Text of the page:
The American non-profit organization Fairplay called on schools to say no to using Prodigy, noting that the platform’s “push to sell premium subscriptions is relentless and aimed at children. In just 19 minutes of “study” we saw 16 membership announcements and only four math problems. In February 2021, the organization’s campaign for a commercial-free childhood and its advocacy partners sent a letter of complaint to the US Federal Trade Commission about Prodigy.

A tuition fee?

Parents who are able and willing to pay for premium access may do so without much thought, or assume that the school has selected the tool and there is a cost, comparing it to an exit fee on the ground.

In addition to providing different forms of tool access for students and families, the interactions enabled by the premium features of freemium software could affect classroom relationships inequitable ways.

For example, the premium features of Prodigy Math allow parents to compare their child’s progress with their peers: If children have access to this information about their classmates, it could affect their interaction with other children. In ClassDojo, if parents pay for the plus versionthey are able to go to “read the statutes”– notifications indicating when their messages to teachers have been read. Teachers have the option to disable this feature.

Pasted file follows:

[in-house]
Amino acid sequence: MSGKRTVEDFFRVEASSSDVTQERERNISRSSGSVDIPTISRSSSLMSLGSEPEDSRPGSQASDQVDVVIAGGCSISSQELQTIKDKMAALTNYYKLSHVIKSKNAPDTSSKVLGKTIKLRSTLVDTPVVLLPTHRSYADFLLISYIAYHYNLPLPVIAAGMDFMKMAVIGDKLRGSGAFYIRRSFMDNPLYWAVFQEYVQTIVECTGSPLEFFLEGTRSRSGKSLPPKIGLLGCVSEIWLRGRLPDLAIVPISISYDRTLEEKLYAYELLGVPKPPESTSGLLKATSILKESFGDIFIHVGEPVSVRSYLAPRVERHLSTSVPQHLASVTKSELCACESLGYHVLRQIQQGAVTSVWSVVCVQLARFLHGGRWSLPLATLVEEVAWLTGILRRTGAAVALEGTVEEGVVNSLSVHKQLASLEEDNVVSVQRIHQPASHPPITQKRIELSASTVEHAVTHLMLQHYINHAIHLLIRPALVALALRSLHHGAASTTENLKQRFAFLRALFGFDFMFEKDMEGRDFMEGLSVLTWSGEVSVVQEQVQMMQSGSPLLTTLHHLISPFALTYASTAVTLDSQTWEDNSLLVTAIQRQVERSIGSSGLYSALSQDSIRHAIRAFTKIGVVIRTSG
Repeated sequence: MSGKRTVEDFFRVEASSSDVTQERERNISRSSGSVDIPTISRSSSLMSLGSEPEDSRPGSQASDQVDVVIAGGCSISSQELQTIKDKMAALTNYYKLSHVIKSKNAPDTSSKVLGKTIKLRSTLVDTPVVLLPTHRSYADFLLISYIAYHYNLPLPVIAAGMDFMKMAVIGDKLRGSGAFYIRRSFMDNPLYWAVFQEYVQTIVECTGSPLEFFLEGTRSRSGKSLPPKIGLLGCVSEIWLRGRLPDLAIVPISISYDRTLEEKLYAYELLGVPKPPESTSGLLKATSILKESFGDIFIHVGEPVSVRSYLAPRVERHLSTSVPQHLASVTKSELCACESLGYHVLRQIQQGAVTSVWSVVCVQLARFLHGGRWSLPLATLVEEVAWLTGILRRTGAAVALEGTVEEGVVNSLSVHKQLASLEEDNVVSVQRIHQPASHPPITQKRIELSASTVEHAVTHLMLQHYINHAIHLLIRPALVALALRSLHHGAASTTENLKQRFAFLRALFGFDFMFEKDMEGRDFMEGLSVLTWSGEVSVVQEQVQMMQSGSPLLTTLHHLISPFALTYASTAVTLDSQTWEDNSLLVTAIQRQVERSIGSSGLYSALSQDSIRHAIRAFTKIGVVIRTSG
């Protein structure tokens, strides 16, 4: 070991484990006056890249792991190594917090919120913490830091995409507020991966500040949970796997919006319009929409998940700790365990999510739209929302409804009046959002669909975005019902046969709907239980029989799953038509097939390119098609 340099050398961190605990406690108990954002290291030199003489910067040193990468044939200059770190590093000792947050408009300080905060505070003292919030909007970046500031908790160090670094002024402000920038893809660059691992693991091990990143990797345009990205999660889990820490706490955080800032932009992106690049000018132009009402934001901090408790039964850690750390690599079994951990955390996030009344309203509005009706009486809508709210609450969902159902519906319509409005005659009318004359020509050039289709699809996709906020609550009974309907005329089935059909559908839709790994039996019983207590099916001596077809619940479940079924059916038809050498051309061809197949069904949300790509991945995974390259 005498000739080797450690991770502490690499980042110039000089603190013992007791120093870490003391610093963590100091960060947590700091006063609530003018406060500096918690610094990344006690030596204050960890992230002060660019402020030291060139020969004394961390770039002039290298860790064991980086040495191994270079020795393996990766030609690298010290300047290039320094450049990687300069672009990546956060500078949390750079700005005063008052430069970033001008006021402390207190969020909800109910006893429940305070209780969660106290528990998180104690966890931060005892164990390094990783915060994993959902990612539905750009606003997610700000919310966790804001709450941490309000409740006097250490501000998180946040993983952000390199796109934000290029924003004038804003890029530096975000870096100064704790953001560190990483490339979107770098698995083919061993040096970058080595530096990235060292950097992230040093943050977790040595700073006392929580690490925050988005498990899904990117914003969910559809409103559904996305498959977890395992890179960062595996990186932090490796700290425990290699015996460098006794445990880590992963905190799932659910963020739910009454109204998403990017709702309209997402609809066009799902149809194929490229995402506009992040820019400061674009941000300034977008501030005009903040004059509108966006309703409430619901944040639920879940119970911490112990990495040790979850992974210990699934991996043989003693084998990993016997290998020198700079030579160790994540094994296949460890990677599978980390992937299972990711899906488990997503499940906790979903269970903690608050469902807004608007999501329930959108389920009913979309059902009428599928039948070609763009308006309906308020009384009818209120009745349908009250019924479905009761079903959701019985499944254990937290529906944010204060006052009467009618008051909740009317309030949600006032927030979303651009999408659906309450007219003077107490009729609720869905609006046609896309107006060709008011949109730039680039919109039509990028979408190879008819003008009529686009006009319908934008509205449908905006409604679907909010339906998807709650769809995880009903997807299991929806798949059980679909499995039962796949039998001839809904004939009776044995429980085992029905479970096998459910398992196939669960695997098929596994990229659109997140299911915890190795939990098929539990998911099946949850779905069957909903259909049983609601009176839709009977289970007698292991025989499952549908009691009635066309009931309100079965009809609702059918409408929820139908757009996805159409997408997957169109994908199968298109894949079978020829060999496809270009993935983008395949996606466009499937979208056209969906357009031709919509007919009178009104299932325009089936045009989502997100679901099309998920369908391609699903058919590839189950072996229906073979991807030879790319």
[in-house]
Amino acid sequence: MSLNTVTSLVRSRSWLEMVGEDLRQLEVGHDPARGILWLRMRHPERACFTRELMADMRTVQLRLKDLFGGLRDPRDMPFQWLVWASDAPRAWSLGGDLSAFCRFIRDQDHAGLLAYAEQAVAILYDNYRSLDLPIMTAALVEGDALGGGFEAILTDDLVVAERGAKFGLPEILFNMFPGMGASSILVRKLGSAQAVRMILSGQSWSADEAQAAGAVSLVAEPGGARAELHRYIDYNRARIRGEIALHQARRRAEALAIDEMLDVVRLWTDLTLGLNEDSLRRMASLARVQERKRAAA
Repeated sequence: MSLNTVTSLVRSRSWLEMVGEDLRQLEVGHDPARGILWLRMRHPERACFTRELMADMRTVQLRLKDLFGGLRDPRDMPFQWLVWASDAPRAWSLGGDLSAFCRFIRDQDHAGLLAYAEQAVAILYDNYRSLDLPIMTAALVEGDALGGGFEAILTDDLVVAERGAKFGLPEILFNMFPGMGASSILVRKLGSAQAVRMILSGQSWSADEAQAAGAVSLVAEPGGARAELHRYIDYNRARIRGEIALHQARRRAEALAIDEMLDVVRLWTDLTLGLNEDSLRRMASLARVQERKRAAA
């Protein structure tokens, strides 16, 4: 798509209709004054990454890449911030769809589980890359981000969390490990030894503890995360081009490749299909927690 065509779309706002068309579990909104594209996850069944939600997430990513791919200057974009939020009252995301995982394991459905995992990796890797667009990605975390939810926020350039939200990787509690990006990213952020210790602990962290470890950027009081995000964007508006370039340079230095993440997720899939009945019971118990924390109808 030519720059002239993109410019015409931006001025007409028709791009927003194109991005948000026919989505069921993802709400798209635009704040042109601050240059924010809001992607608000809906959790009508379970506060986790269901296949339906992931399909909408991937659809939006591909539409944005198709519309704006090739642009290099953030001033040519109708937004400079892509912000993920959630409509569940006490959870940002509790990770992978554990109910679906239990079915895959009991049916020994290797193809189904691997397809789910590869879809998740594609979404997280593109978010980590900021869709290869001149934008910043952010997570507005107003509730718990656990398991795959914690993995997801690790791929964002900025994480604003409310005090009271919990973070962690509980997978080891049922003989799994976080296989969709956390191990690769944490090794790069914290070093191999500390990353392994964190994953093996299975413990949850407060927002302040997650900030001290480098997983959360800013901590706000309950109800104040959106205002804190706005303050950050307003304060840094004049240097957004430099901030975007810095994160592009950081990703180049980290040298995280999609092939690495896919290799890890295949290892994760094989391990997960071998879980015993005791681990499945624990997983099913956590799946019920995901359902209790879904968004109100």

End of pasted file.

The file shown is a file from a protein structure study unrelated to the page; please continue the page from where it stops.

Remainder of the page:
This has the potential to strain the parent-teacher relationship or create privileged or priority communication access to teachers by paid parents if the teacher feels compelled to respond or be accessible.

Universally accessible tools

As the expenses continues to rise on educational technology, it is important that the software used for teaching and learning is evaluated by educational technology specialists and supported across school boards. If freemium software is used, it must be selected based on evidence and licensed to users.

Communication platforms should work well and meet the needs of teachers and instructors while enhancing communication between school and family at no cost to the parent or guardian.

Increasingly, data security and student privacy are concerns. Software deployed for teaching and learning in classrooms should be carefully selected using standard practices.

Supports for digital tools

Media adapted to digital tools are needed to see the benefits of the tools. It is important to realize that simply making technology accessible to students does not guarantee better learning outcomes: for example, research from the United States shows that extent to which educators support training and immersion with devices in schools account for measurable student learning gains.

At a time when school boards and schools are being called upon to implement decisions that address student inequities and reduce the opportunities and access gaps students and families face, the free tier of freemium software is a step in the wrong direction.